West Side Story Review

There were two new musicals that made auspicious debuts on Broadway in 1957. One was The Music Man, a DER_0180traditional story of love between a bunco artist named Harold Hill and Marion a local librarian in a small town in Iowa named River City.

The other was far from traditional. It was West Side Story, an innovative musical with extended dance scenes and complex music that focused on social problems in America.  Perhaps not surprisingly, The Music Man won a Tony Award as best musical that year but West Side Story has left a lasting legacy to the American theatre and has endured for almost 60 years now..

CenterStage has taken on the daunting task of presenting this complex musical, based on William Shakespeare’s Romeo and Juliet, and has been successful. At the core of that success are the acting and singing of Andrew Newton as Tony and Kate Welsh as Maria.

Newton sings powerfully and does soaring justice to the classic “Maria.” Welsh takes “Tonight” to a higher level and reflects the early moments of a budding love affair with “I Feel Pretty.” Her Latino accent reflects the many differences between her life as a Puerto Rican growing up in New York and Tony’s more traditional background. The two are united by their love and the fact that they are outsiders.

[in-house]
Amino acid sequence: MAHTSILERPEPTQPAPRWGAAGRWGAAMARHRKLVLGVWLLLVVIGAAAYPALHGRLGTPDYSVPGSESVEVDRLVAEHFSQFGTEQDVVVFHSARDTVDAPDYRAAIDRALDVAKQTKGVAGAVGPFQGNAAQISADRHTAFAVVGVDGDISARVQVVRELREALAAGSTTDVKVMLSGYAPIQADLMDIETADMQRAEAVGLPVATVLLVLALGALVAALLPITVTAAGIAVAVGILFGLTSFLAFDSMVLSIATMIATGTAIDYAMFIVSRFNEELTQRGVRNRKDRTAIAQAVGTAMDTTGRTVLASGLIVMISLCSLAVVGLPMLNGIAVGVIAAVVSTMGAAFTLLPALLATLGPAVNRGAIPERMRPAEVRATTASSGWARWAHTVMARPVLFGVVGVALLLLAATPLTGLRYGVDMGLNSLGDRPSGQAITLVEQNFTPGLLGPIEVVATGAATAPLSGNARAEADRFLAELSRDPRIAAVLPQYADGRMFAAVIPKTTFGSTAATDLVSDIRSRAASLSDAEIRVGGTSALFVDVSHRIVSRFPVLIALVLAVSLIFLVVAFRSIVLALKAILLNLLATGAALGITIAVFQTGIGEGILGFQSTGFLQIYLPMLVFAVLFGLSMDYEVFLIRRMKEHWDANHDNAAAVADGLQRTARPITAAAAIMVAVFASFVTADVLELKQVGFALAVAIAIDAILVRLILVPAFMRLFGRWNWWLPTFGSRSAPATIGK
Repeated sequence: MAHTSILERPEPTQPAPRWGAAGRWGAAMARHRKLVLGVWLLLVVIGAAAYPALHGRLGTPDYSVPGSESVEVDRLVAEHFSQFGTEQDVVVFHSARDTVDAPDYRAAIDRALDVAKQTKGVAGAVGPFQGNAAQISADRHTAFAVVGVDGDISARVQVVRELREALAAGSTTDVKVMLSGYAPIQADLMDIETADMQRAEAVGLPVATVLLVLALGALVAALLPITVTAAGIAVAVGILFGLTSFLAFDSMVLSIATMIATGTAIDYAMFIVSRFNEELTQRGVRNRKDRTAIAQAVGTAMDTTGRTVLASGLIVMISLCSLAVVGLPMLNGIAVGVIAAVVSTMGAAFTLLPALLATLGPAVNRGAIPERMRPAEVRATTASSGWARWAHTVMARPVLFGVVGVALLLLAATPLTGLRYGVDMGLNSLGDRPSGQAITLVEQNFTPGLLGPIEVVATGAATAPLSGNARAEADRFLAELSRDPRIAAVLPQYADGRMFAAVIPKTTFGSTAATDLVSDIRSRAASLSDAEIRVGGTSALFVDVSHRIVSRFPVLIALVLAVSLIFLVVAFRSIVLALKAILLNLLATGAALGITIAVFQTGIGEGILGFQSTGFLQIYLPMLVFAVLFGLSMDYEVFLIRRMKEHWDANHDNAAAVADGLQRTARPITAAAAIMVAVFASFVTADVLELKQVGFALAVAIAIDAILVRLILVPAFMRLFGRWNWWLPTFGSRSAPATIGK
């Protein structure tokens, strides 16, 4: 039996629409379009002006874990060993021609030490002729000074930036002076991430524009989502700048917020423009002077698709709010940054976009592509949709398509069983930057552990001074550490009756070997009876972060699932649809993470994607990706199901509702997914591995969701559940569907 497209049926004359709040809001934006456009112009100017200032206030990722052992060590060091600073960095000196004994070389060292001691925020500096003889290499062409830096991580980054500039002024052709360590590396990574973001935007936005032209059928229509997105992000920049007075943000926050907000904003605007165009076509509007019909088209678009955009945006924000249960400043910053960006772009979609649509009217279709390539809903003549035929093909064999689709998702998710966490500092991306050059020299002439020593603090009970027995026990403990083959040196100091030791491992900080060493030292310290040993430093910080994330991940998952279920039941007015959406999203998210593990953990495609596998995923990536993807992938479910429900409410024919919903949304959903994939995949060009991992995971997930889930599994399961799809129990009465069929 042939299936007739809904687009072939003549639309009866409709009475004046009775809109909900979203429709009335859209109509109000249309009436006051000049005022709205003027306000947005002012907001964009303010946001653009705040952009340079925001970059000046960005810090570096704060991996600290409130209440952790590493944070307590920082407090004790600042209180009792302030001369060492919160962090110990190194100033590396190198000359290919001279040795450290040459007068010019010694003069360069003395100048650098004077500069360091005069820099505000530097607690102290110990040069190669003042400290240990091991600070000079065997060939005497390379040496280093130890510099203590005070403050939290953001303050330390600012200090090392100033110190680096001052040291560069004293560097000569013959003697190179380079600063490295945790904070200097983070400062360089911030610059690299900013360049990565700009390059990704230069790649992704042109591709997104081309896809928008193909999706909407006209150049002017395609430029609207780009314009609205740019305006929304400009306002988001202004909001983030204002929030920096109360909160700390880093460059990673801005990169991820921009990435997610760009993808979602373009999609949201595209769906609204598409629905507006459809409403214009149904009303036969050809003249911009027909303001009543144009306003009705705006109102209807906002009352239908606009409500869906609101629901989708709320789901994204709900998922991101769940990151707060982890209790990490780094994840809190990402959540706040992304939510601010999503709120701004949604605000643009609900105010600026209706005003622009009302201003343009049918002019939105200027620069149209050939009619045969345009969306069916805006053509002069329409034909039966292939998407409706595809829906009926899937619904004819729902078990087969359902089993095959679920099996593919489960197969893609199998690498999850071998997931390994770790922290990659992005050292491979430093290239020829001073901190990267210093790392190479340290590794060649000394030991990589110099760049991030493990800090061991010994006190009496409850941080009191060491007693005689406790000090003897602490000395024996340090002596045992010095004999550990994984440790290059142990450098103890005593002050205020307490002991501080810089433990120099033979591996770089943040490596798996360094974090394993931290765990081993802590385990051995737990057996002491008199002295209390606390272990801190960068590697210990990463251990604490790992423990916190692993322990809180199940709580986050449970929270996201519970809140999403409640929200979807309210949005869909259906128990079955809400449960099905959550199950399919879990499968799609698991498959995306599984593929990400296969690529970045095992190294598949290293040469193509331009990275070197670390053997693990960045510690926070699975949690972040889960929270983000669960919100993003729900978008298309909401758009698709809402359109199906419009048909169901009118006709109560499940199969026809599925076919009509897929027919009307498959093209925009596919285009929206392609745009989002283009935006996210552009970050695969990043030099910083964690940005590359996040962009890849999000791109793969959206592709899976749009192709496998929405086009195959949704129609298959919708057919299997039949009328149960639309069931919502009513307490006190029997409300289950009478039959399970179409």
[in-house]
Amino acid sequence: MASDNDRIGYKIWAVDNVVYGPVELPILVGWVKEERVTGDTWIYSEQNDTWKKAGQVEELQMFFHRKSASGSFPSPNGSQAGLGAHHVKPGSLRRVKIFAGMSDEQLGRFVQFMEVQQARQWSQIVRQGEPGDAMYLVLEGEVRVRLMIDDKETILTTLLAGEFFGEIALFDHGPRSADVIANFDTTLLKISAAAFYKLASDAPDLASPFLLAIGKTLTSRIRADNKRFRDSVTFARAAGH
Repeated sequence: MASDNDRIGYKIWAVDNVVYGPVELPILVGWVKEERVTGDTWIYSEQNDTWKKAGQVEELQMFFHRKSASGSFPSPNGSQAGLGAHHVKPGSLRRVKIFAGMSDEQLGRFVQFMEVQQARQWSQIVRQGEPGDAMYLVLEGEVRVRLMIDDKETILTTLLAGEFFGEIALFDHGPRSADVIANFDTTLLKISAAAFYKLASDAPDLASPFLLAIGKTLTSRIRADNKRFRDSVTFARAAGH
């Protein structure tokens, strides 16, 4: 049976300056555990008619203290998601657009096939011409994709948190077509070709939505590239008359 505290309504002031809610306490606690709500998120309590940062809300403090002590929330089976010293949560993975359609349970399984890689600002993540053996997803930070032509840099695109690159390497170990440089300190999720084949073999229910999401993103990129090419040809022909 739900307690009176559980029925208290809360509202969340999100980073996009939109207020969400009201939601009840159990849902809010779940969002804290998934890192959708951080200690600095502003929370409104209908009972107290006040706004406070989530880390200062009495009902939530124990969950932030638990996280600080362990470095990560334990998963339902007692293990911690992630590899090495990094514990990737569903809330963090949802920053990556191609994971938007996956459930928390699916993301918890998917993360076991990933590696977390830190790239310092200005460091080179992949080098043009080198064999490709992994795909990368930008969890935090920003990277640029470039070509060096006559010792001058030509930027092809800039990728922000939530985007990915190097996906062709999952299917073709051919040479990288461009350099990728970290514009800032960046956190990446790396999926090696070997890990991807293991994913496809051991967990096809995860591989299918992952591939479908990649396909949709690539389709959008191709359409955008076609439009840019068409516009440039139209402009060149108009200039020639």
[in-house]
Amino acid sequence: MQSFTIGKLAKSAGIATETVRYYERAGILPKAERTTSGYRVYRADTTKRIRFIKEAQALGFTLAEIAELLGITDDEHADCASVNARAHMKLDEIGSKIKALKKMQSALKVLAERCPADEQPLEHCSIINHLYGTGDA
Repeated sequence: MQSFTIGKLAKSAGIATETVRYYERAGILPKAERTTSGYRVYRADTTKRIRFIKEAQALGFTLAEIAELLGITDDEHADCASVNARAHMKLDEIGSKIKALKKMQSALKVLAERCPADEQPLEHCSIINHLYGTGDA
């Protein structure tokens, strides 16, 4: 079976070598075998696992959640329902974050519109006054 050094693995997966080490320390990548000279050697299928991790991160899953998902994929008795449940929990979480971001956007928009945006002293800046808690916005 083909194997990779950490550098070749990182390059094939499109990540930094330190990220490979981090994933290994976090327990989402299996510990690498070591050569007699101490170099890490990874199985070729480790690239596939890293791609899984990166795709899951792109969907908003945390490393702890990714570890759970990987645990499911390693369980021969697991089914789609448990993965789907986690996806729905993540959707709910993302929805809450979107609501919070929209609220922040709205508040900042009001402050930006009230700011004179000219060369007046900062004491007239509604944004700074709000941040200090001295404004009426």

Sparks fly between the Puerto Rican gang, the Sharks, and Tony’s Jets. Caught in the middle and representing the Establishment are Officer Shrank, a hard bitten cop played by Sam A. Mannino, and the clownish Officer Krupke, played by Kiel Dodd. Doc, played by Brian Martin, is Tony’s boss and mentor. The dance numbers reflect the frustrated energy of youth and the foreshadowing of the somber ending.

West Side Story has stood the test of time and it resonates in our own troubled era.
Buy your tickets while you can. Next up is Cat on a Hot Tin Roof playing September 15-25. There is still time to get 2016-17 season tickets, too. For information, go to jewishlouisville.org/centerstage or call 238-2709

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